The following is an advertisement for a meeting of the Consensus, in London, on Saturday May 4th 2013. The Consensus is a political organization affiliated with Zero State, bringing futurist values and an emphasis on technology to the question of radical political change. For example, a key concern of ours is working to build a network of like-minded activists, who will in turn create technological platforms which would allow people to coordinate politically without going through established channels subject to censorship and corruption.

Although there will unfortunately not be an online component to this meeting, we would encourage anyone interested in these issues to get in touch to discuss how you might get involved. The Consensus is seeking collaborative partners world-wide this summer, and we will endeavor to both include online elements in future meetings and set up groups in other countries, pursuing similar goals.

Finally, in addition to taking a look at the advert below, we would encourage you to watch this video in which Rick Falkvinge (founder of the Swedish Pirate Party) explains the likelihood of seeing significant political change in our lifetimes:

FUTURISM AS POLICY: What should futurists want from political change?

 

  • Saturday, May 4, 2013

    1:00 PM to 

     

  • The Queen’s Larder

     

    1 Queen Square, WC1N 3AR, London (map)

    Upstairs at the Queen’s Larder pub: https://plus.google.com/117174982657506848384/about?gl=uk&hl=en
  • The Consensus (http://cdfp.org) recently held a meeting to discuss how futurist values and ideas should inform UK politics. The meeting was very successful, with lots of vigorous and creative discussion. It soon became clear that specific policies are less important to futurists than promoting a new technological infrastructure than can circumvent corruption and censorship, giving people a voice independent of vested interests and the powers-that-be.We came to the conclusion that futurists want to begin with principles, creating a movement around a few key values that unite different organizations, and which can give rise to specific organizations within the movement, such as political parties and think tanks. We have decided to spend this summer building that (as yet nameless) movement from first principles and building a network of like-minded people in London and around the world.The principles we have adopted as our starting point are those of theZero State futurist community, which will form part of this new, larger movement, and which can be found at http://doctrinezero.com. Over time, these principles will evolve to reflect the fact that they are not just those of ZS, but of the movement as a whole.On Saturday May 4th we will again be meeting upstairs at the Queen’s Larder, to discuss the following three questions – will hope you will come along and join the conversation!1. What are futurist principles?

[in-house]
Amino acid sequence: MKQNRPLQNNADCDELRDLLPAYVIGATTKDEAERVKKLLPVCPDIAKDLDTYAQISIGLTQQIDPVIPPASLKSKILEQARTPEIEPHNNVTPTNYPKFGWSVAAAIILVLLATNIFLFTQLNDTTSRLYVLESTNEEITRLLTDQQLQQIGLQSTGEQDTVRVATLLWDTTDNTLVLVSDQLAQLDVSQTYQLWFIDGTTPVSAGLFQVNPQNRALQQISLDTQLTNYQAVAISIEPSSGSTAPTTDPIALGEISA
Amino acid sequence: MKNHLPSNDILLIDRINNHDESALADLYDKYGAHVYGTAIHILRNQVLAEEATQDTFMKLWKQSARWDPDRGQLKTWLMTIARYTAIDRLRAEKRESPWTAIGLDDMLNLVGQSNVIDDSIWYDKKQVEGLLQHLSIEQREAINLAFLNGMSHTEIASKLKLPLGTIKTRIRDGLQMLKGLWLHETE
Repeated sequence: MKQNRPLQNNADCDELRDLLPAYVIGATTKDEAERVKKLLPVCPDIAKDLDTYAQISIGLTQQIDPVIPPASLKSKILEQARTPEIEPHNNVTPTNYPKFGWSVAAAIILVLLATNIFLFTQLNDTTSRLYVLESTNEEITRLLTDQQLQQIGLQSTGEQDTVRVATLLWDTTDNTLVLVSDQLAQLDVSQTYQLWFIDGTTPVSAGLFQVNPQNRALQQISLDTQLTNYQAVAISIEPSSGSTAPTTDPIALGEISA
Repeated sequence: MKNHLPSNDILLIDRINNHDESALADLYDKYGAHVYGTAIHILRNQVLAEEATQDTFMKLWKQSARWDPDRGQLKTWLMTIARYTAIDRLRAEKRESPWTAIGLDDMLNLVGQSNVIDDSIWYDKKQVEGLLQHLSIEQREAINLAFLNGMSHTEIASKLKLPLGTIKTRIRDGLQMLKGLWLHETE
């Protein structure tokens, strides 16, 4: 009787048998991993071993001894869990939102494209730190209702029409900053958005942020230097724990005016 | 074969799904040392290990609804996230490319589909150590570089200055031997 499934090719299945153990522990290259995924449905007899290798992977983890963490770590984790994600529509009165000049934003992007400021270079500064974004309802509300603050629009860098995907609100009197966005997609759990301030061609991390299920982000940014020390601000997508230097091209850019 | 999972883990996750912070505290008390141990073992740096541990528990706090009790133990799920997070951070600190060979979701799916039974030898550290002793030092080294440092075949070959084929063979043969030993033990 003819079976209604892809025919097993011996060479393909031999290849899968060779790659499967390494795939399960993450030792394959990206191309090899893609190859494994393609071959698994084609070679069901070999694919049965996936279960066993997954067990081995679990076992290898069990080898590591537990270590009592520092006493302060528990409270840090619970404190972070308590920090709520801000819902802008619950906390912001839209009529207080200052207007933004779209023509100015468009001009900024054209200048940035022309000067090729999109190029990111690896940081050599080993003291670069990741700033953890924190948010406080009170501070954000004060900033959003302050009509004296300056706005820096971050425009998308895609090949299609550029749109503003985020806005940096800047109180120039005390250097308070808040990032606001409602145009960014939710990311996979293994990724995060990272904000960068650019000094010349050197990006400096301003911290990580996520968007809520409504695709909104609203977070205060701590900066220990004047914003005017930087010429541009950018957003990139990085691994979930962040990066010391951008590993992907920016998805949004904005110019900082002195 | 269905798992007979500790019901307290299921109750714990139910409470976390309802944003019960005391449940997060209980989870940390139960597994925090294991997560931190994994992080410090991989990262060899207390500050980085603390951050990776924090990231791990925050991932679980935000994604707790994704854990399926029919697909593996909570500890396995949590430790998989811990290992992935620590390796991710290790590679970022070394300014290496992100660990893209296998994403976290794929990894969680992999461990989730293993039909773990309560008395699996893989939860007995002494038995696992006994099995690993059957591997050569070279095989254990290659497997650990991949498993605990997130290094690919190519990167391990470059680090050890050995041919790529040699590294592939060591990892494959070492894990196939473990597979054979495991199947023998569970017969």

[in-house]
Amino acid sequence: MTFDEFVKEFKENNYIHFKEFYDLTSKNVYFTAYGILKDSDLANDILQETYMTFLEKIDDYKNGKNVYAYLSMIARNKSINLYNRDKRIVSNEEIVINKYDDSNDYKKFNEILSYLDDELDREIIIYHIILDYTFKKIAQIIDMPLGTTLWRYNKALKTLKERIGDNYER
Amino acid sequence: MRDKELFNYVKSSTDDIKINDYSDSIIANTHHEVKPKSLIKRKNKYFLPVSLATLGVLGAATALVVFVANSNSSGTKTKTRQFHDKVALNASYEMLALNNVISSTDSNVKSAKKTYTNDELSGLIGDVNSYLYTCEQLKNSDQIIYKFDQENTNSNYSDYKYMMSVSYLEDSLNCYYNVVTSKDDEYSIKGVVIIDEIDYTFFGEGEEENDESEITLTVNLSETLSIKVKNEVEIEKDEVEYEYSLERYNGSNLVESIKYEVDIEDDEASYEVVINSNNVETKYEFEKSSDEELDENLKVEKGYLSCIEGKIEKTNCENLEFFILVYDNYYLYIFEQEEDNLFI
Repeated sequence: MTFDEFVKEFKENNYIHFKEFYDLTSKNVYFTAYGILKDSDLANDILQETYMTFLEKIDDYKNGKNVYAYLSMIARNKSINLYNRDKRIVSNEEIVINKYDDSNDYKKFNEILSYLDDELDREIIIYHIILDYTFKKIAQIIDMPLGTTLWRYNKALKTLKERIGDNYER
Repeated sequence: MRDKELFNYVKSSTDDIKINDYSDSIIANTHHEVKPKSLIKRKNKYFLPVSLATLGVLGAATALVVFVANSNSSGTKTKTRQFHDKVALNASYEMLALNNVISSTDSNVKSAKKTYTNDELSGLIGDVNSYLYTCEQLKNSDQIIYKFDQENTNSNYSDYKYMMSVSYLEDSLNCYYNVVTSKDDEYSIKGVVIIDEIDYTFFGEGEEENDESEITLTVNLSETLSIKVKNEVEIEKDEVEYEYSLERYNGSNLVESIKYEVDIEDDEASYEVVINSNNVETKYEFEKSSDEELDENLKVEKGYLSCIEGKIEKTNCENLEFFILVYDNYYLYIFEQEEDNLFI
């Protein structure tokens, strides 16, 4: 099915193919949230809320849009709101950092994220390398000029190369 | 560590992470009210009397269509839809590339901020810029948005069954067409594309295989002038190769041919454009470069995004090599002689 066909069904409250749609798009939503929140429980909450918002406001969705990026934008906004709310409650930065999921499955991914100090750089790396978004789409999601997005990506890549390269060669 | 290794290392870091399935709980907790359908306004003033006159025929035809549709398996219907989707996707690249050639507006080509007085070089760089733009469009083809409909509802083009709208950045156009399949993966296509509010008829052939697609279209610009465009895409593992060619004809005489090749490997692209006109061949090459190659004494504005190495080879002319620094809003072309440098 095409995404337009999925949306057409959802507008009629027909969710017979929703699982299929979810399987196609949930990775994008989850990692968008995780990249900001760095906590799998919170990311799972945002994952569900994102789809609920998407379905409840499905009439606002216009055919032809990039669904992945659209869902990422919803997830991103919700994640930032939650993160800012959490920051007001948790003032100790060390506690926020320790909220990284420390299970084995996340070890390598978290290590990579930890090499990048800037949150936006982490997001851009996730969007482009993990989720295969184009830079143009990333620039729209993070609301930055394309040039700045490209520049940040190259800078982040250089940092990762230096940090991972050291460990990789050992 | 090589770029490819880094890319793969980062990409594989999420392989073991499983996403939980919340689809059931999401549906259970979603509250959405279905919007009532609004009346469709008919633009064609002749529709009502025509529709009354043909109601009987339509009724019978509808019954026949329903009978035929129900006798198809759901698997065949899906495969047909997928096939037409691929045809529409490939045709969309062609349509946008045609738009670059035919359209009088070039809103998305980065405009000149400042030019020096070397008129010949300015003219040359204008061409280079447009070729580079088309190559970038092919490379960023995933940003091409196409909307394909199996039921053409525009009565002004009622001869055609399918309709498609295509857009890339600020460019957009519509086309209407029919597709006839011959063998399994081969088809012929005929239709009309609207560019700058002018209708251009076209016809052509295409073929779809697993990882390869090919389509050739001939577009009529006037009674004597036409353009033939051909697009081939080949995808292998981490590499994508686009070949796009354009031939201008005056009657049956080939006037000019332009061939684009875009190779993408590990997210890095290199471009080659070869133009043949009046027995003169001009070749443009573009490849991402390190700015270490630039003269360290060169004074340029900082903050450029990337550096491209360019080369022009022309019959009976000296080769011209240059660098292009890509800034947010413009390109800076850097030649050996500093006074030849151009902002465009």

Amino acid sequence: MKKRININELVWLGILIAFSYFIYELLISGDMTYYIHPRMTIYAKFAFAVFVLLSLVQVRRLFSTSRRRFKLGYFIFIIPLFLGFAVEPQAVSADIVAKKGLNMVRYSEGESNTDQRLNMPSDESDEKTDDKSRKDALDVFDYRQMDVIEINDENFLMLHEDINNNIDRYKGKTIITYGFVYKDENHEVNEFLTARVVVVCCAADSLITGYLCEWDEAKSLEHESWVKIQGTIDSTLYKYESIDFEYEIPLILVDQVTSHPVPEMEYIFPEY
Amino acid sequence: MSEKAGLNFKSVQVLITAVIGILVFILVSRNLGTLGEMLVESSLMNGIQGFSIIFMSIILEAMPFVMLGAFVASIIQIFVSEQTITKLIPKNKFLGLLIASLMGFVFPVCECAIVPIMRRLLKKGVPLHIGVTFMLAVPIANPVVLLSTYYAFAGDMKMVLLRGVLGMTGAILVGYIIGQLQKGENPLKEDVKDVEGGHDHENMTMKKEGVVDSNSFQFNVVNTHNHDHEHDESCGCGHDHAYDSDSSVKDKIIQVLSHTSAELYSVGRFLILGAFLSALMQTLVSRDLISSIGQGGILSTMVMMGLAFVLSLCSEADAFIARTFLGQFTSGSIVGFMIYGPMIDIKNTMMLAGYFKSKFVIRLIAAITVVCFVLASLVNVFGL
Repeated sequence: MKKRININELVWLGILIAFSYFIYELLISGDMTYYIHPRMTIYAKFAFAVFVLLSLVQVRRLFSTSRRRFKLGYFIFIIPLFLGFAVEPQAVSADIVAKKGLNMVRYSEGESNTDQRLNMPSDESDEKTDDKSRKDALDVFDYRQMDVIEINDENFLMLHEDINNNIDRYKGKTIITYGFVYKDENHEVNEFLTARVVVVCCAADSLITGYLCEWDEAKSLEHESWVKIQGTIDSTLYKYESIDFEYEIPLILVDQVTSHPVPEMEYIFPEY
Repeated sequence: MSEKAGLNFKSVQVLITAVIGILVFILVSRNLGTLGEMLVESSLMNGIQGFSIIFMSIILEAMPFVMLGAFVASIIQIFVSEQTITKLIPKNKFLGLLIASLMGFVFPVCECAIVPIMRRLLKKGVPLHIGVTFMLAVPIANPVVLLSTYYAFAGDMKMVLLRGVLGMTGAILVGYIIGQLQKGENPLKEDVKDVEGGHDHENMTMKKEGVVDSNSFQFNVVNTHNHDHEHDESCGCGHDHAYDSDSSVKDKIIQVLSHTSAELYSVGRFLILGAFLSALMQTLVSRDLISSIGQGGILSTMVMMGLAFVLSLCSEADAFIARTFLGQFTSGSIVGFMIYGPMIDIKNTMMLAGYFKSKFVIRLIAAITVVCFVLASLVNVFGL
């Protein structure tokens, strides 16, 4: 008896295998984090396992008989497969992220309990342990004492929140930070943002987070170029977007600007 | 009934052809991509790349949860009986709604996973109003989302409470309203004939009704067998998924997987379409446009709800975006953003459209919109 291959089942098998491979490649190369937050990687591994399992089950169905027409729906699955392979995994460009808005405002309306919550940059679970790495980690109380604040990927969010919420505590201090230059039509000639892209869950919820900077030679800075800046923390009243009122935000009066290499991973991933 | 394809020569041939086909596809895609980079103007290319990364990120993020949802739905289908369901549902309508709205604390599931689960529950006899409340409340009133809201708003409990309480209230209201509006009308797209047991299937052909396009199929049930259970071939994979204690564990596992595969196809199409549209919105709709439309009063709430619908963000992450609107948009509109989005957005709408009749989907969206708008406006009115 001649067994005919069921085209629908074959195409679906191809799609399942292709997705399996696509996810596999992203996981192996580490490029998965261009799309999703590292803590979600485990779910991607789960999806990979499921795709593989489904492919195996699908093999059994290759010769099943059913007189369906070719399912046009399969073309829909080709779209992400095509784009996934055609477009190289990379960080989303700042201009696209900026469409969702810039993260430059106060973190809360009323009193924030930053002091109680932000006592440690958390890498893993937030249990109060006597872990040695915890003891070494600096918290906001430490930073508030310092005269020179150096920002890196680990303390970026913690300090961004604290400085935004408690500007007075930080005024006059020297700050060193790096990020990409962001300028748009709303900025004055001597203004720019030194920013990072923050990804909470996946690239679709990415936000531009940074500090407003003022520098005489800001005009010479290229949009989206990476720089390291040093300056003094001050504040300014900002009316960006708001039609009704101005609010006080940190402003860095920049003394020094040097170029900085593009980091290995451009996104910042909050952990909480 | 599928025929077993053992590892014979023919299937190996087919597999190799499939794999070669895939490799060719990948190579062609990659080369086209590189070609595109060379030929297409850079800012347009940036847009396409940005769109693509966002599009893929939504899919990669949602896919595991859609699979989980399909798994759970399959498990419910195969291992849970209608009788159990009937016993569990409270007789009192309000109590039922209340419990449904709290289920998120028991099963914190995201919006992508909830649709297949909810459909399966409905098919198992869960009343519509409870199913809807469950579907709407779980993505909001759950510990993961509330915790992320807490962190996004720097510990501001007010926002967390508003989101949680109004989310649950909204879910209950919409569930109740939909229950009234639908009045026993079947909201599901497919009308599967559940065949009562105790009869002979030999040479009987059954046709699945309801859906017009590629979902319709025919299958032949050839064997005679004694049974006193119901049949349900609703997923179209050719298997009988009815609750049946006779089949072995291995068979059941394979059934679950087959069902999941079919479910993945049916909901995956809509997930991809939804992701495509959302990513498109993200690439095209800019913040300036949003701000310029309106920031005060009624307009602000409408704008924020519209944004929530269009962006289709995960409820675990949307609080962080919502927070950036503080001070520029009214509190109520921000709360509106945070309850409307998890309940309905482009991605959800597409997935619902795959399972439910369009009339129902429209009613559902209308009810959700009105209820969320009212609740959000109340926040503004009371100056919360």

How can and should such general futurist principles inform the principles of the international Consensus of Democratic Futurist Parties (CDFP)?

    2. What are futurist policies?

    Consensus UK has a draft manifesto (http://zerostate.net/documents/Consensus_Manifesto_V1-01.pdf) of national policies that need to be considered in terms of our principles. Are these principles and policies compatible? What compatible futurist policies should be in that manifesto, which aren’t?

    3. What technologies will help us build our futurist network?

    By the end of this summer we will have created a movement based upon futurist principles, having national policies compatible with those principles, and with a network of working groups helping to build the new democratic technological infrastructure that we need. We will use this network to support all groups aligned with our principles, such as Pirate Party UK. How should we begin? What technologies do we need to start using now? What problems can we begin working on now, and how can we find like-minded people who will help us solve them?

    There will be no charge to attend, but attendees will be encouraged to join or donate to the Consensus, helping us to hold advertised meetings in larger venues.